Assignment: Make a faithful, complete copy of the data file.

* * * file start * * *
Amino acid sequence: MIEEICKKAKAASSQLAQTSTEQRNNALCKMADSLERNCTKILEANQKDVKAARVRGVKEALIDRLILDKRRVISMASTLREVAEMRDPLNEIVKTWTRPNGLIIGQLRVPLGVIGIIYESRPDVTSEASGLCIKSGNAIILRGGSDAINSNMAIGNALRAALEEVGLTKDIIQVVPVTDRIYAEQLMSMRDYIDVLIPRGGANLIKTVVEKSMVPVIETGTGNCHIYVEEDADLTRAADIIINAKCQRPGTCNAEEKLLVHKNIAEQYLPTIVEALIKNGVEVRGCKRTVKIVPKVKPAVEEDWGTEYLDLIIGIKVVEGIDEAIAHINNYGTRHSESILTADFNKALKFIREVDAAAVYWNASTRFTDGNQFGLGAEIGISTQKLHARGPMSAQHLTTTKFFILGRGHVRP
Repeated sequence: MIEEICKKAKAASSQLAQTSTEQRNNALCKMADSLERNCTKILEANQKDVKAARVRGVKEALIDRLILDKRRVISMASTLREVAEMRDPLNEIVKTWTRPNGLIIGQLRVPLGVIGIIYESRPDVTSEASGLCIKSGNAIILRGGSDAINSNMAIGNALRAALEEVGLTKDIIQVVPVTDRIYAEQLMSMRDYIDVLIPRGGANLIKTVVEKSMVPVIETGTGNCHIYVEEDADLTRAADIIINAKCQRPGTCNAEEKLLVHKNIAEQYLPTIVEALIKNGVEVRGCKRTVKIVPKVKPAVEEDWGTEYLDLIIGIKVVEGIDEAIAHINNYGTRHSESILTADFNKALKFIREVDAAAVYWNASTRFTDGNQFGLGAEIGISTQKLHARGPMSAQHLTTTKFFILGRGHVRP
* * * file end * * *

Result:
Amino acid sequence: MIEEICKKAKAASSQLAQTSTEQRNNALCKMADSLERNCTKILEANQKDVKAARVRGVKEALIDRLILDKRRVISMASTLREVAEMRDPLNEIVKTWTRPNGLIIGQLRVPLGVIGIIYESRPDVTSEASGLCIKSGNAIILRGGSDAINSNMAIGNALRAALEEVGLTKDIIQVVPVTDRIYAEQLMSMRDYIDVLIPRGGANLIKTVVEKSMVPVIETGTGNCHIYVEEDADLTRAADIIINAKCQRPGTCNAEEKLLVHKNIAEQYLPTIVEALIKNGVEVRGCKRTVKIVPKVKPAVEEDWGTEYLDLIIGIKVVEGIDEAIAHINNYGTRHSESILTADFNKALKFIREVDAAAVYWNASTRFTDGNQFGLGAEIGISTQKLHARGPMSAQHLTTTKFFILGRGHVRP
Repeated sequence: MIEEICKKAKAASSQLAQTSTEQRNNALCKMADSLERNCTKILEANQKDVKAARVRGVKEALIDRLILDKRRVISMASTLREVAEMRDPLNEIVKTWTRPNGLIIGQLRVPLGVIGIIYESRPDVTSEASGLCIKSGNAIILRGGSDAINSNMAIGNALRAALEEVGLTKDIIQVVPVTDRIYAEQLMSMRDYIDVLIPRGGANLIKTVVEKSMVPVIETGTGNCHIYVEEDADLTRAADIIINAKCQRPGTCNAEEKLLVHKNIAEQYLPTIVEALIKNGVEVRGCKRTVKIVPKVKPAVEEDWGTEYLDLIIGIKVVEGIDEAIAHINNYGTRHSESILTADFNKALKFIREVDAAAVYWNASTRFTDGNQFGLGAEIGISTQKLHARGPMSAQHLTTTKFFILGRGHVRP